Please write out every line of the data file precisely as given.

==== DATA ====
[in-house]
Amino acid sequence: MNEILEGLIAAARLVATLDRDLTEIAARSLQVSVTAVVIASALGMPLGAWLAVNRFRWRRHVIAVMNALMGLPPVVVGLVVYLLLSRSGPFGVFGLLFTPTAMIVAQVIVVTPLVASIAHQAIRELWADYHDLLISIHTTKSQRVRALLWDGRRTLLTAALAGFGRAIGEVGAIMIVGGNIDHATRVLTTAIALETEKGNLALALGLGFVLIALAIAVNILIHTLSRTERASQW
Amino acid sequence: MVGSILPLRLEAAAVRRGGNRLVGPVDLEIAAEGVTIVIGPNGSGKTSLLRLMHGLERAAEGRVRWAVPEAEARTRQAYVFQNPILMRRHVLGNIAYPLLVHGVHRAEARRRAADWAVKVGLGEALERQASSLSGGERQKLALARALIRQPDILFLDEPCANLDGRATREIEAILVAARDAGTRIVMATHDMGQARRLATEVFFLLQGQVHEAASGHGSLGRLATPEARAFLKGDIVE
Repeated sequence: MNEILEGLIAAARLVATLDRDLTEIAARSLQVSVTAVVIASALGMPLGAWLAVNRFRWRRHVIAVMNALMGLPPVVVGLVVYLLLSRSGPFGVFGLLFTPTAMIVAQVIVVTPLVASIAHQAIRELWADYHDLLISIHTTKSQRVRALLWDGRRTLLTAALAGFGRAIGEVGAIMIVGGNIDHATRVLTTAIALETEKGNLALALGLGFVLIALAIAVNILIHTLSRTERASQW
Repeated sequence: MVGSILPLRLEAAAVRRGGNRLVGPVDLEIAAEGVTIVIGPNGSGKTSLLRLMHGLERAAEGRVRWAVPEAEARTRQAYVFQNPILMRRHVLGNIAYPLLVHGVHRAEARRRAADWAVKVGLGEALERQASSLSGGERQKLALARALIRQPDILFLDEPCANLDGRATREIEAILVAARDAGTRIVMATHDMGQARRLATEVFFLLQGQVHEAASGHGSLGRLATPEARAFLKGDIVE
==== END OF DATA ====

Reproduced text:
[in-house]
Amino acid sequence: MNEILEGLIAAARLVATLDRDLTEIAARSLQVSVTAVVIASALGMPLGAWLAVNRFRWRRHVIAVMNALMGLPPVVVGLVVYLLLSRSGPFGVFGLLFTPTAMIVAQVIVVTPLVASIAHQAIRELWADYHDLLISIHTTKSQRVRALLWDGRRTLLTAALAGFGRAIGEVGAIMIVGGNIDHATRVLTTAIALETEKGNLALALGLGFVLIALAIAVNILIHTLSRTERASQW
Amino acid sequence: MVGSILPLRLEAAAVRRGGNRLVGPVDLEIAAEGVTIVIGPNGSGKTSLLRLMHGLERAAEGRVRWAVPEAEARTRQAYVFQNPILMRRHVLGNIAYPLLVHGVHRAEARRRAADWAVKVGLGEALERQASSLSGGERQKLALARALIRQPDILFLDEPCANLDGRATREIEAILVAARDAGTRIVMATHDMGQARRLATEVFFLLQGQVHEAASGHGSLGRLATPEARAFLKGDIVE
Repeated sequence: MNEILEGLIAAARLVATLDRDLTEIAARSLQVSVTAVVIASALGMPLGAWLAVNRFRWRRHVIAVMNALMGLPPVVVGLVVYLLLSRSGPFGVFGLLFTPTAMIVAQVIVVTPLVASIAHQAIRELWADYHDLLISIHTTKSQRVRALLWDGRRTLLTAALAGFGRAIGEVGAIMIVGGNIDHATRVLTTAIALETEKGNLALALGLGFVLIALAIAVNILIHTLSRTERASQW
Repeated sequence: MVGSILPLRLEAAAVRRGGNRLVGPVDLEIAAEGVTIVIGPNGSGKTSLLRLMHGLERAAEGRVRWAVPEAEARTRQAYVFQNPILMRRHVLGNIAYPLLVHGVHRAEARRRAADWAVKVGLGEALERQASSLSGGERQKLALARALIRQPDILFLDEPCANLDGRATREIEAILVAARDAGTRIVMATHDMGQARRLATEVFFLLQGQVHEAASGHGSLGRLATPEARAFLKGDIVE